Here are a couple of my previous notes on this issue:
One reason to sacrifice a man for the sake of society can be found during criminal trials. A man, Robinson, who committed a real crime (hurt someone or stole property) made it clear to everybody that he found it OK to sacrifice other people’s rights or welfare unlawfully for his own selfish ends. He is amoral; he does what he can get away with. It’s true that this time, he got caught, but he’ll be more crafty in the future, if he gets a light sentence.
As a result, the judge acquires the right to a symmetric retaliation: he throws the book at him. He punishes Robinson in part in order to make an example out of him to other people. The judge hopes to reinforce the deterrence stimulus for them against future crimes. The people are told: “This is how not to live. Behold Robinson’s disgrace and fall and avoid acting like him.” That may be a utilitarian decision by the judge.
(Or imagine a mother watching a public execution of Robinson with a young boy. “See him, Timmy?” she says. “Don’t be like him, or the monsters will get you.”)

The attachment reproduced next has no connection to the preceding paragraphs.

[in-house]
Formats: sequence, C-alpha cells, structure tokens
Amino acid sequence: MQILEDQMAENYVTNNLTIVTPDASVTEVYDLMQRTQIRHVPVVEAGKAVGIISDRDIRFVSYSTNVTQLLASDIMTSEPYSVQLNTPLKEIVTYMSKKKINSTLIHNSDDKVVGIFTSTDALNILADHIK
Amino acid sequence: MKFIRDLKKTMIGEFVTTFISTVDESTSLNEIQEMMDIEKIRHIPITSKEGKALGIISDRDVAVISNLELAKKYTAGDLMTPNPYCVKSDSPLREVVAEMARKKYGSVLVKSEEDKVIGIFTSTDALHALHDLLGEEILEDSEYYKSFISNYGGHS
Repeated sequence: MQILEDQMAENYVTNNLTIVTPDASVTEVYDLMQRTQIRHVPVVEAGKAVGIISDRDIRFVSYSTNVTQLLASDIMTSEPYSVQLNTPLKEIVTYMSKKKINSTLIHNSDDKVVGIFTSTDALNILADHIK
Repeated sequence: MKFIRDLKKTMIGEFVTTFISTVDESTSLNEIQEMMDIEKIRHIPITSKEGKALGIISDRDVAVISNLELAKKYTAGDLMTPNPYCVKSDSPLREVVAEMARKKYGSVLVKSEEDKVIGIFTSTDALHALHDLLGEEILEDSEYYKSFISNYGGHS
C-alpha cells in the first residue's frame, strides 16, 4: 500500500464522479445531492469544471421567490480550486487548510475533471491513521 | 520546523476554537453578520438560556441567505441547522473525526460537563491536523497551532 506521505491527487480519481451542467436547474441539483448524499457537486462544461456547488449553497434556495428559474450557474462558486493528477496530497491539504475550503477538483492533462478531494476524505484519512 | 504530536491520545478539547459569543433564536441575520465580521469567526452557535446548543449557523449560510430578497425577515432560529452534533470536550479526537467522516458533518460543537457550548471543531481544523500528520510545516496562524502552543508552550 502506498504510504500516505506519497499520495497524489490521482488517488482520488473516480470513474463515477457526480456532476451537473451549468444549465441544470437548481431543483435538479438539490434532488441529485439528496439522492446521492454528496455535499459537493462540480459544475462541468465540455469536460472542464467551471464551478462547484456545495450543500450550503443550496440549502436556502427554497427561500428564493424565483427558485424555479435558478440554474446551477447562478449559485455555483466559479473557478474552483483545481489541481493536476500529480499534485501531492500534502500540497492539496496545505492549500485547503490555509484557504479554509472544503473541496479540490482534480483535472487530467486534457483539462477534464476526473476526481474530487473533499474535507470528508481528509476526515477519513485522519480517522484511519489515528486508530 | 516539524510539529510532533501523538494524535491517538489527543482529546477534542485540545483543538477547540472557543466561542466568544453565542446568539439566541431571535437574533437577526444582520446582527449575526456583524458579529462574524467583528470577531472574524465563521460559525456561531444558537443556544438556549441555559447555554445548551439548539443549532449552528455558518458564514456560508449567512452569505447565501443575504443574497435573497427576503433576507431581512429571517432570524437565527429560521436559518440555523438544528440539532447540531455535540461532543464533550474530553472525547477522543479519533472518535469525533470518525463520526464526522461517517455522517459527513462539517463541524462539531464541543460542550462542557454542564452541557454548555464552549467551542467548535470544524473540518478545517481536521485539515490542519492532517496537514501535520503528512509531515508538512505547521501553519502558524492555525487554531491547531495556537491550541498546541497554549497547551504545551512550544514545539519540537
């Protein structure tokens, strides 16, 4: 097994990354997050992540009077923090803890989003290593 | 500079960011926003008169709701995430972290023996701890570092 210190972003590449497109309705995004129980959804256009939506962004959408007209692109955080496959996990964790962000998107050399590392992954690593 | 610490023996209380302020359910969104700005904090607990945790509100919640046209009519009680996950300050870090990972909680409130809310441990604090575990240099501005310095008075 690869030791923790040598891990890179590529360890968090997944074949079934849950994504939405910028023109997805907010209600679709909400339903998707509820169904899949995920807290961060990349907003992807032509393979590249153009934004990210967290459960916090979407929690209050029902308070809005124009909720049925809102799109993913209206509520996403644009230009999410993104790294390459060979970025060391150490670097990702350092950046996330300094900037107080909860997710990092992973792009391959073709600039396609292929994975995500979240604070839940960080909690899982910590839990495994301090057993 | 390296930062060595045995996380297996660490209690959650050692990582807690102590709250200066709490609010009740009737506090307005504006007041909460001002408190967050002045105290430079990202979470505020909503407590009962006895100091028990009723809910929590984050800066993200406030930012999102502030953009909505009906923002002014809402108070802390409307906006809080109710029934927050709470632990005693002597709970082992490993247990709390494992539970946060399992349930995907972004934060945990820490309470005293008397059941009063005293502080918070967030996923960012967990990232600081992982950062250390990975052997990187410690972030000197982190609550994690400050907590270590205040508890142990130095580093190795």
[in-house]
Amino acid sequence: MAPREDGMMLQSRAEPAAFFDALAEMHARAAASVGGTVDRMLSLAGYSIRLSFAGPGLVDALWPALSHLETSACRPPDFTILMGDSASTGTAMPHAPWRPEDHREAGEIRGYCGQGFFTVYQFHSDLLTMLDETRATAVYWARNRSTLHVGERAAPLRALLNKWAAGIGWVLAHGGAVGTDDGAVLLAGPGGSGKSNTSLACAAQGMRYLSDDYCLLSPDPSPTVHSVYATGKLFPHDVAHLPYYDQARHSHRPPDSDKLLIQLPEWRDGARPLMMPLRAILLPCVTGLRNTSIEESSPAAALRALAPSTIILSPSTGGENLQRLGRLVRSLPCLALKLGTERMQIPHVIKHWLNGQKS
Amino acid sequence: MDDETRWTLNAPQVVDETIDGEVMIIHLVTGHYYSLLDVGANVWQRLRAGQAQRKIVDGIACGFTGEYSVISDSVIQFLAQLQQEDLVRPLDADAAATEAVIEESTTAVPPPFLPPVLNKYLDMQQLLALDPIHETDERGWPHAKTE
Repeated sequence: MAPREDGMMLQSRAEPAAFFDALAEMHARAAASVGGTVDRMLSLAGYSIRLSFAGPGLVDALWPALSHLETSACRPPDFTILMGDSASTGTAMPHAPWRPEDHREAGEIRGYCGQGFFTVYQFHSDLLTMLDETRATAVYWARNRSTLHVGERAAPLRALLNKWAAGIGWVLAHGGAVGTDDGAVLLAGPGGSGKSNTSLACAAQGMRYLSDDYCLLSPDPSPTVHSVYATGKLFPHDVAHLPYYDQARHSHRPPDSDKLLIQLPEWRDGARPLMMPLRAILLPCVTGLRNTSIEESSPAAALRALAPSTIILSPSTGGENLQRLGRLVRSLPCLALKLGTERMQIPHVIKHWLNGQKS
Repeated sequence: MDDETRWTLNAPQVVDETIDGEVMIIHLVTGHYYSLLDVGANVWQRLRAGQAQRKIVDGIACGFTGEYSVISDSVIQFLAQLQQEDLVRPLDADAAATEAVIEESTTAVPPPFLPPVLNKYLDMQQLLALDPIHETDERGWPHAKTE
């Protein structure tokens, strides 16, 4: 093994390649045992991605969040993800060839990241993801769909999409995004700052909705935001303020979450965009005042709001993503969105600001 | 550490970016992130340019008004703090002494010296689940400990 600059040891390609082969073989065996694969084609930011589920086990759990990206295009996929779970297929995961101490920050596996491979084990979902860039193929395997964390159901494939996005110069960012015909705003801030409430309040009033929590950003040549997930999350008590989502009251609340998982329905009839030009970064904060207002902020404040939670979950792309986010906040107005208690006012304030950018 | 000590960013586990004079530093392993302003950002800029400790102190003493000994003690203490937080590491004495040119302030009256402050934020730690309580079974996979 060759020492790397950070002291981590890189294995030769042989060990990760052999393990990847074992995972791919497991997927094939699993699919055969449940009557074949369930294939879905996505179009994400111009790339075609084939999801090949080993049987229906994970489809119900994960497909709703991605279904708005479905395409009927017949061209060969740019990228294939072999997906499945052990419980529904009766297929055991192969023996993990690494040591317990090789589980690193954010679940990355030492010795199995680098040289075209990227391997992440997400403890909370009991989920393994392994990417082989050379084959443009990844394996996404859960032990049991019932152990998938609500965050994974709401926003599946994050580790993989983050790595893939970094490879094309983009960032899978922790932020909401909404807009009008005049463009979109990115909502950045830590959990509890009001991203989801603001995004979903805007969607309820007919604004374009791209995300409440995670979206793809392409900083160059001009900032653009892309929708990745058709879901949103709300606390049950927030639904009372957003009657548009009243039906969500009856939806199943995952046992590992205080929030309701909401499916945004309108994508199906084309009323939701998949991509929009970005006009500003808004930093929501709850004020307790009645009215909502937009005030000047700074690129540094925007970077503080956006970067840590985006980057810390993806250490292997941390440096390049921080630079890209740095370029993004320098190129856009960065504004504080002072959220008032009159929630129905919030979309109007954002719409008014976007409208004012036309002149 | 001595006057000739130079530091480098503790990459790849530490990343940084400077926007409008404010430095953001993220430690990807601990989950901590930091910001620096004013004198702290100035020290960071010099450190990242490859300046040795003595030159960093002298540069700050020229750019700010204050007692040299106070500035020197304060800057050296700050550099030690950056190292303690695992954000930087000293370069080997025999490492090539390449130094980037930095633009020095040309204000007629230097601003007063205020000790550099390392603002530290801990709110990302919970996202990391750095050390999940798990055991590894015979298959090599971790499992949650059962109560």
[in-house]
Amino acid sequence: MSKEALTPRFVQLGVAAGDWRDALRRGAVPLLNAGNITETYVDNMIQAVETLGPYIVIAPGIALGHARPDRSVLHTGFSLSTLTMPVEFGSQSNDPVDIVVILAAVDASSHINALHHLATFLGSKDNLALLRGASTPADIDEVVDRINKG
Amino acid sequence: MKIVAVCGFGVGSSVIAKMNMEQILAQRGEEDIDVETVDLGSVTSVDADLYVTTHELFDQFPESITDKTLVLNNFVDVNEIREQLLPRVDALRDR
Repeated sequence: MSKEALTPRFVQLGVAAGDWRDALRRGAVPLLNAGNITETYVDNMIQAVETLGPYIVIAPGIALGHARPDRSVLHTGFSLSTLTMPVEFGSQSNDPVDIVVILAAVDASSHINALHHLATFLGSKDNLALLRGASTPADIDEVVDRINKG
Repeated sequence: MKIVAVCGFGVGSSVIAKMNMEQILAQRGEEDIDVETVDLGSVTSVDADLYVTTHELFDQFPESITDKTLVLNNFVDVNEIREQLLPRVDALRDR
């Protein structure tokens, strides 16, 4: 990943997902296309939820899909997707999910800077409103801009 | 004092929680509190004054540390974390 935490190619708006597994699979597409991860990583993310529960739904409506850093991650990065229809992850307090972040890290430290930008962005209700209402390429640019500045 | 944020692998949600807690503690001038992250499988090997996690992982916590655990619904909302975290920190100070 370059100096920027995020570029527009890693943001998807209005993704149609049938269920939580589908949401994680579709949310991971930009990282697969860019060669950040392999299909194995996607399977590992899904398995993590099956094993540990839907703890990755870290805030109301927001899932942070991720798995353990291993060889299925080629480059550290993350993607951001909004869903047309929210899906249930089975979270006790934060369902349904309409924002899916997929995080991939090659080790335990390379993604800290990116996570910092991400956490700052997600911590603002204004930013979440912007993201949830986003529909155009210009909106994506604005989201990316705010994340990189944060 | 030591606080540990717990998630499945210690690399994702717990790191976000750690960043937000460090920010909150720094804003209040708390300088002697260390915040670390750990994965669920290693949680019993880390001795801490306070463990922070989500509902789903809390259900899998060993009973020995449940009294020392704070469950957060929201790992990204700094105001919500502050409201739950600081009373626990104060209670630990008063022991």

Robinson becomes a tool, a means to an end, but then he considered other people his own tools. Turnabout is fair play.
In many ways, God will do unto you as you did unto others. If you never wickedly sacrificed any other person’s rights for your pleasure, or their greater happiness for your lesser happiness, then God will be prohibited by His own righteousness and goodness from sacrificing you. You will not be made an example of. You are in control of your own fate.
In short, produce more than you consume, bear fruit for others to eat, and you can be assured that God will not want to shame you for edification of all concerned.